In a surprise addition to their agenda, the Centre County Board of Commissioners passed a resolution Tuesday to condemn a section of property containing a county-owned 911 communications tower.
The tower is located in Boggs Township along Snow Shoe Mountain Forest Road near state Route 144.
The county had been in negotiations with the landowner, Snow Shoe Summit Lodge Corp., Vice Chairman Chris Exarchos said. According to Exarchos, the “demands from the landowners have become very unreasonable.”
According to the commissioners, the demands include high rent costs compared to costs paid to other land owners for similar properties throughout the county as well as a desire to lease the use of the tower “to whomever they see fit.”
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No commercial entities use the tower, Chairman Steve Dershem said. It functions solely for public safety.
The resolution states, according to Exarchos, that the 911 tower and related structures and property totaling approximately two acres will be taken by eminent domain. The parcel of land includes a 50-foot easement along the road which connects it to Route 144.
The county has gone through other renegotiations with landowners of other tower sites throughout the county, Commissioner Michael Pipe said. Since contracts were first negotiated 20 years ago, a rise in fees is understandable, he said. However, he added, the county is not a for-profit agency, and for life-saving issues, the tower can’t be taken down.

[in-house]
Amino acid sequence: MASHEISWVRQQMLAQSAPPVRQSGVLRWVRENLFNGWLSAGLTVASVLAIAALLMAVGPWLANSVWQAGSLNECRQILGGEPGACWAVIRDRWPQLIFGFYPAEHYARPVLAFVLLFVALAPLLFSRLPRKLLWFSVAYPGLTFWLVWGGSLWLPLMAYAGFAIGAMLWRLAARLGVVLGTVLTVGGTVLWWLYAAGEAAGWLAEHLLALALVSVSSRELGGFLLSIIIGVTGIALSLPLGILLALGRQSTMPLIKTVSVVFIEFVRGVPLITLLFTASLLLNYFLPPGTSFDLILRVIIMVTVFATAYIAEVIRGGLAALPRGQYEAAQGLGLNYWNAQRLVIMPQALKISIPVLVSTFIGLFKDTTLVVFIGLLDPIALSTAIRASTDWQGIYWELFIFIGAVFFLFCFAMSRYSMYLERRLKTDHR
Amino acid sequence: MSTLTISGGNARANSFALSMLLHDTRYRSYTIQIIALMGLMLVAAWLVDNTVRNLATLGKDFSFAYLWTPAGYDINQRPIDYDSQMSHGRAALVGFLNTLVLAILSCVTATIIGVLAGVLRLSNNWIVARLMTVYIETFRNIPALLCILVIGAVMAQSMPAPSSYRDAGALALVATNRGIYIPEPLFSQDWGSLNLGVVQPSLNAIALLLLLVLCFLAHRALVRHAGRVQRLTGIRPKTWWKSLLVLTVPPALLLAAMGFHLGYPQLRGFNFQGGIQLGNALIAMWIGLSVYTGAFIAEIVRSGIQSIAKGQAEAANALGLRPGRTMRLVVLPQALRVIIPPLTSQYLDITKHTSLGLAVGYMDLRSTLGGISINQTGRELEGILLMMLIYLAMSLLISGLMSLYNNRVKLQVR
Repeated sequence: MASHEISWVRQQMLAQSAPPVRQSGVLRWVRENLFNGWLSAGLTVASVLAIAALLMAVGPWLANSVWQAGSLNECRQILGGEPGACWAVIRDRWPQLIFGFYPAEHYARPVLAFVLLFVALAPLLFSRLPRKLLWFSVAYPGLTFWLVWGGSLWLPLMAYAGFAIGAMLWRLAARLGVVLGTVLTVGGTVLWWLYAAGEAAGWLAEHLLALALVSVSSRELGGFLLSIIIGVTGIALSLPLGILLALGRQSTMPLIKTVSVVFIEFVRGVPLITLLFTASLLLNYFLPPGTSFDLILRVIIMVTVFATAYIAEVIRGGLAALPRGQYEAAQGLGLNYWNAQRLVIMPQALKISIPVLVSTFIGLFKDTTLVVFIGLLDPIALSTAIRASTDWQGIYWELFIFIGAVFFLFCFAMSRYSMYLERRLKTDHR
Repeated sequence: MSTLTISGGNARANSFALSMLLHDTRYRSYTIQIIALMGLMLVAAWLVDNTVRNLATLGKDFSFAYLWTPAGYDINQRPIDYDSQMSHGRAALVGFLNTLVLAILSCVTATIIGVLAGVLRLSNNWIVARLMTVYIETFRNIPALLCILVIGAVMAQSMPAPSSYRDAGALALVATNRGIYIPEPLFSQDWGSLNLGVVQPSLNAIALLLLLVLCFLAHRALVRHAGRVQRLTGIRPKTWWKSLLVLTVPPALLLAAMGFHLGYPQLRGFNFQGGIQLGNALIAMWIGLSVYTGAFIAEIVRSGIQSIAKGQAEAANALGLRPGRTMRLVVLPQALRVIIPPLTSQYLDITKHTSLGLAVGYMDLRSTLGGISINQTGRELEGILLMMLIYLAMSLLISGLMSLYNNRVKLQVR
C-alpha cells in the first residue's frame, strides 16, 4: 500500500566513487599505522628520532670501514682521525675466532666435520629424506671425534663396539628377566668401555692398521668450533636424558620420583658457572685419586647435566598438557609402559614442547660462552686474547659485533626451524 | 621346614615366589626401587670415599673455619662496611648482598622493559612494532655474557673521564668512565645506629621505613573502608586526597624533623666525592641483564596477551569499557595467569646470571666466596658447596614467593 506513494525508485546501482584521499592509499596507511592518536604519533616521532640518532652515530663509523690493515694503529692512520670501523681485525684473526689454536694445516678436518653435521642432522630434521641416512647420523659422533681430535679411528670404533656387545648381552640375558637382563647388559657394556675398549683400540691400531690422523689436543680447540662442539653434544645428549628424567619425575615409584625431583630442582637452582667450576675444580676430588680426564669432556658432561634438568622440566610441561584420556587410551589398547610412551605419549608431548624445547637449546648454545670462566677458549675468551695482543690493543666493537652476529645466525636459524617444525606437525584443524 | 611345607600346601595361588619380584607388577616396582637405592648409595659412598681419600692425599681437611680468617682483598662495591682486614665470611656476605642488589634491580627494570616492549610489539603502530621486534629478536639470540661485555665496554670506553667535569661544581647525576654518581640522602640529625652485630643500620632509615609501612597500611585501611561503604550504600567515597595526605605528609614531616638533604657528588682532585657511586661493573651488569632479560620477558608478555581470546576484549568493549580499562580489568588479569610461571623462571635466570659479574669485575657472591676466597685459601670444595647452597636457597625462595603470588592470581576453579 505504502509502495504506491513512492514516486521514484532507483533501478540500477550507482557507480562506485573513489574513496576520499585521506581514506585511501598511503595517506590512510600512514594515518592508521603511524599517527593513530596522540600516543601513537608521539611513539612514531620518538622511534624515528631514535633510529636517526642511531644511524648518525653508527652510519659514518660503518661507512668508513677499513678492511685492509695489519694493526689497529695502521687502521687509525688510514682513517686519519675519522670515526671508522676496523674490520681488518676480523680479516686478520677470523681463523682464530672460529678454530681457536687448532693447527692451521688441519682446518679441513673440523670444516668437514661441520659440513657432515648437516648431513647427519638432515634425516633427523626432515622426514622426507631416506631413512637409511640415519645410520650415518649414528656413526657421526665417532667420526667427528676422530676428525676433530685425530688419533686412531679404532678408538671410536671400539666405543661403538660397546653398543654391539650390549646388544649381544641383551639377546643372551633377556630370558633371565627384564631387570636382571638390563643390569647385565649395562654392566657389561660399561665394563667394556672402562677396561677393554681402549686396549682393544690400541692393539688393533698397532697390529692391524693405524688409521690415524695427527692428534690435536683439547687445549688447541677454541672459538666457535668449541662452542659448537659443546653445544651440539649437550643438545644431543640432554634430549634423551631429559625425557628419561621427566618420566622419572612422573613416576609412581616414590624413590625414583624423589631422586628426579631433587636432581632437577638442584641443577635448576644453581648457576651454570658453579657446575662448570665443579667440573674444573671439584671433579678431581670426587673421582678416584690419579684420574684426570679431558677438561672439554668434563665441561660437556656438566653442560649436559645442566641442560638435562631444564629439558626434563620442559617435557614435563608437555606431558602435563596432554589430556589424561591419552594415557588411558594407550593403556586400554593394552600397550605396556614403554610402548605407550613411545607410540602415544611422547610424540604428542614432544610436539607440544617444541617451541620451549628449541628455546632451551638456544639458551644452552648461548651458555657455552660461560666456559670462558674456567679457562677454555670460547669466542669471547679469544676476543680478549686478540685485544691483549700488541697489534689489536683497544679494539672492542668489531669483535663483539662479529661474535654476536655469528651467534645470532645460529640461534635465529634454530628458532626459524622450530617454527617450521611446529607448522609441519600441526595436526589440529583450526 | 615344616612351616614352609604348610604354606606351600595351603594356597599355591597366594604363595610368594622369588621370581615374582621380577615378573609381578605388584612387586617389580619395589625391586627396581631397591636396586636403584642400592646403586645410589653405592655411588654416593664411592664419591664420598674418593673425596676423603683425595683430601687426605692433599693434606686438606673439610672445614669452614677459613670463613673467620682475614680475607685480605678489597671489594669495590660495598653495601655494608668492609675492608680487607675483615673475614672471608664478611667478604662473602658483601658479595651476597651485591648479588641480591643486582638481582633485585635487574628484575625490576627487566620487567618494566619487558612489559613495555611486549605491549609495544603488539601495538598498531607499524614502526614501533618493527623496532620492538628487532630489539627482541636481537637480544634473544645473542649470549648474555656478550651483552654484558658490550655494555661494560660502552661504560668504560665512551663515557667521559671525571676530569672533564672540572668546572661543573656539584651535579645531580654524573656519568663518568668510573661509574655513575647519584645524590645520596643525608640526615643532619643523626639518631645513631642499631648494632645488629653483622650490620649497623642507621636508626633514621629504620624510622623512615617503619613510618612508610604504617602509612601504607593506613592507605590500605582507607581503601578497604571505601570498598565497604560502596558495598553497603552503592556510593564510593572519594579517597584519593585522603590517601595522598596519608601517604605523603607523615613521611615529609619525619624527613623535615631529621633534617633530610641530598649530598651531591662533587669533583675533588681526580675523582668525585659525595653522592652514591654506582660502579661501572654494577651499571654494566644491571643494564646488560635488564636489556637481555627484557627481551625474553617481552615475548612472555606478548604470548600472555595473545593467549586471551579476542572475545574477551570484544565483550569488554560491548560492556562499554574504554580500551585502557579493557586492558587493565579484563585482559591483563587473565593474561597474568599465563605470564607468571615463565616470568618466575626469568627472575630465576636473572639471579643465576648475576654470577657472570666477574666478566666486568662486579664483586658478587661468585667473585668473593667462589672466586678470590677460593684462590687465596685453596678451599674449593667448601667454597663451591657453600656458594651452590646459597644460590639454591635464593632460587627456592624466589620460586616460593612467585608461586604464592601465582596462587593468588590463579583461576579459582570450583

The county added the resolution in response to receiving a notice of intention of eviction from the property owners a few days ago, county solicitor Louis Glantz said, but the county has the ability to take the property before an eviction can happen. Once the ordinance is passed and a cash offer is made to the owner, the county takes ownership of the property.
The county can become the owner as quickly as 30 days, Glantz said.
The tower can’t simply be evicted, Exarchos said: “We can’t just go up there and put the tower on wheels and move it some place else.”
There is no option to disengage the tower for any reason, Dershem said. Residents in the region rely on the tower, he said, and the traffic on nearby Interstate 80 requires access to emergency services.
“We do this with a heavy heart, frankly,” he said.
The ordinance of eminent domain will be advertised per the resolution, Exarchos said. A surveyor is expected to be hired in the next few days to examine the easement.
“That’s their prerogative to condemn land, we’ll deal with that when the time comes,” said attorney Jeffrey Stover, who represents the corporation. “But if they’re going to do that, they have to pay the fair price for it, so that will be the issue.”